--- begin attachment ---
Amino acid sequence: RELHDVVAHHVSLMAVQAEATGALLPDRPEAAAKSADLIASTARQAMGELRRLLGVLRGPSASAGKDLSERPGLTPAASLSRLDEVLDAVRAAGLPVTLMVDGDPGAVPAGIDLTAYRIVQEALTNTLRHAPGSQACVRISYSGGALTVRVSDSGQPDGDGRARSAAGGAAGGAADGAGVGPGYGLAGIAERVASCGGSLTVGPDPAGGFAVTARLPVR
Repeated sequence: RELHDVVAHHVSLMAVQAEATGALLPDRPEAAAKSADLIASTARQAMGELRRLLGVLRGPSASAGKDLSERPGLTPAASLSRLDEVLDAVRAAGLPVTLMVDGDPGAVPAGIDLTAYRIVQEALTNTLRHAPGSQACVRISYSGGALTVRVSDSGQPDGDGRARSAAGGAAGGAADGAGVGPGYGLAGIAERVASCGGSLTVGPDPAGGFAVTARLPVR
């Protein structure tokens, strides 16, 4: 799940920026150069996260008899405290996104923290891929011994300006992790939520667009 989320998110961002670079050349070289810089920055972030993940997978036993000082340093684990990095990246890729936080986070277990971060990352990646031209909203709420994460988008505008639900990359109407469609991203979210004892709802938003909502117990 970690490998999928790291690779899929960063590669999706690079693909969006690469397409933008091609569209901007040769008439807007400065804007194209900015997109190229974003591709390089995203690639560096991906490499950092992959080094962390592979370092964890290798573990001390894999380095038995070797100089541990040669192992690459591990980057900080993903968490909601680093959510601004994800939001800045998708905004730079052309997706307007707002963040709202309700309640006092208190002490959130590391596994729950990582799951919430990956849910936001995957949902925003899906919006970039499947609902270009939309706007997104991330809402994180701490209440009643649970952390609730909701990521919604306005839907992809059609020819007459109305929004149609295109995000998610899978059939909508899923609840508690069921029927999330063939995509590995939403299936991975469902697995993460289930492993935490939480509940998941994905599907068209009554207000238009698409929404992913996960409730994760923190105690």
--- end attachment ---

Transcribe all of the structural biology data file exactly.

Amino acid sequence: RELHDVVAHHVSLMAVQAEATGALLPDRPEAAAKSADLIASTARQAMGELRRLLGVLRGPSASAGKDLSERPGLTPAASLSRLDEVLDAVRAAGLPVTLMVDGDPGAVPAGIDLTAYRIVQEALTNTLRHAPGSQACVRISYSGGALTVRVSDSGQPDGDGRARSAAGGAAGGAADGAGVGPGYGLAGIAERVASCGGSLTVGPDPAGGFAVTARLPVR
Repeated sequence: RELHDVVAHHVSLMAVQAEATGALLPDRPEAAAKSADLIASTARQAMGELRRLLGVLRGPSASAGKDLSERPGLTPAASLSRLDEVLDAVRAAGLPVTLMVDGDPGAVPAGIDLTAYRIVQEALTNTLRHAPGSQACVRISYSGGALTVRVSDSGQPDGDGRARSAAGGAAGGAADGAGVGPGYGLAGIAERVASCGGSLTVGPDPAGGFAVTARLPVR
């Protein structure tokens, strides 16, 4: 799940920026150069996260008899405290996104923290891929011994300006992790939520667009 989320998110961002670079050349070289810089920055972030993940997978036993000082340093684990990095990246890729936080986070277990971060990352990646031209909203709420994460988008505008639900990359109407469609991203979210004892709802938003909502117990 970690490998999928790291690779899929960063590669999706690079693909969006690469397409933008091609569209901007040769008439807007400065804007194209900015997109190229974003591709390089995203690639560096991906490499950092992959080094962390592979370092964890290798573990001390894999380095038995070797100089541990040669192992690459591990980057900080993903968490909601680093959510601004994800939001800045998708905004730079052309997706307007707002963040709202309700309640006092208190002490959130590391596994729950990582799951919430990956849910936001995957949902925003899906919006970039499947609902270009939309706007997104991330809402994180701490209440009643649970952390609730909701990521919604306005839907992809059609020819007459109305929004149609295109995000998610899978059939909508899923609840508690069921029927999330063939995509590995939403299936991975469902697995993460289930492993935490939480509940998941994905599907068209009554207000238009698409929404992913996960409730994760923190105690």